In today’s New York Times, Benedict Carey and I have a feature about two big pieces of news on the search for genes involved in psychiatric diseases. After many years of struggle, a new paper published today shows how scientists are starting to build a catalog of these genes–in this case, over 100 genes associated with schizophrenia. The paper coincides with the other big piece of news we report on: the announcement of a $650 million gift to the Broad Institute (one of the partners in the new study) from a family that has been personally affected by psychiatric diseases–the biggest gift for psychiatric research ever.
There are lots of issues at play here. For one thing, it speaks to the rise in private funding of scientific research, a topic explored in depth in this Times feature by William Broad. Will all this private money enable the Broad team to do research that they wouldn’t be able to if they had to apply for round after round of funding from government sources?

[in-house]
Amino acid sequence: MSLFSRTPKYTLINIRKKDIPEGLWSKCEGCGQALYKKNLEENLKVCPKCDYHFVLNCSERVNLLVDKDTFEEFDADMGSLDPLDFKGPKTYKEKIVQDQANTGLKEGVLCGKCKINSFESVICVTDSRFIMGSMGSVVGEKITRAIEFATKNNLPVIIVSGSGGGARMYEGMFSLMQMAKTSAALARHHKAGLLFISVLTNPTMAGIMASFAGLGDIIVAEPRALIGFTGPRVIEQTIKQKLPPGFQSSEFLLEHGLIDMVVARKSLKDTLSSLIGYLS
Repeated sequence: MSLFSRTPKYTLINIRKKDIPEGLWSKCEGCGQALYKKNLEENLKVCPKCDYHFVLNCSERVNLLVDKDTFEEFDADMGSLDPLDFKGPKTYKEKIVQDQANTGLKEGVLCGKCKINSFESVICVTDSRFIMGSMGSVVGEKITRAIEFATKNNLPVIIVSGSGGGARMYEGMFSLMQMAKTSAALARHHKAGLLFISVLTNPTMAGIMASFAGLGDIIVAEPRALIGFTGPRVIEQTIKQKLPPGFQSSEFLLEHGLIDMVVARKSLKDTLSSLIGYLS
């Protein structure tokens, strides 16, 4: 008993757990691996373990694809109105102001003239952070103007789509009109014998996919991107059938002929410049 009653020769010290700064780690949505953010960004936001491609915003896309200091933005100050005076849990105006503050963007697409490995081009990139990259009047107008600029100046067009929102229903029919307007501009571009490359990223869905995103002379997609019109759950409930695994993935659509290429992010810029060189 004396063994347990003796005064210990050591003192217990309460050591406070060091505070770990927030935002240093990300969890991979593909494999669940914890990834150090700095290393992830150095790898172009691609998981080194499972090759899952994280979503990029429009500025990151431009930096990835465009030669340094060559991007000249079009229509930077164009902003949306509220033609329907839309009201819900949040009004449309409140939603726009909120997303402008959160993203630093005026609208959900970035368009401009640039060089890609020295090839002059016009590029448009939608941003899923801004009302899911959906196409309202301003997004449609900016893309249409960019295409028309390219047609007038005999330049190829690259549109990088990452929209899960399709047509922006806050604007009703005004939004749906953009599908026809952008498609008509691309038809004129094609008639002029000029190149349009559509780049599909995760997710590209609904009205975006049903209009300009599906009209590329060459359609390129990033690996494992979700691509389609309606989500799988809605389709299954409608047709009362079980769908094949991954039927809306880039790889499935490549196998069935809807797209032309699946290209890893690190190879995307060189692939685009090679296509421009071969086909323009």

Another issue is the importance of genetics in psychiatric diseases. Just because there are genes involved in schizophrenia doesn’t mean it’s simply a genetic disorder like sickle cell anemia. What these findings suggest is that some mutations to some genes may make some people at greater risk for schizophrenia than others–perhaps, for example, because it raises the risk that an infection sets off an immune response that harms the brain (that’s one theory). But similar studies on depression haven’t yielded strong results–is that because genetics doesn’t make much difference to who gets depressed or who doesn’t? Or do we just need to look at more people?
In any case, I hope our story helps inform discussions on these issues. Check it out.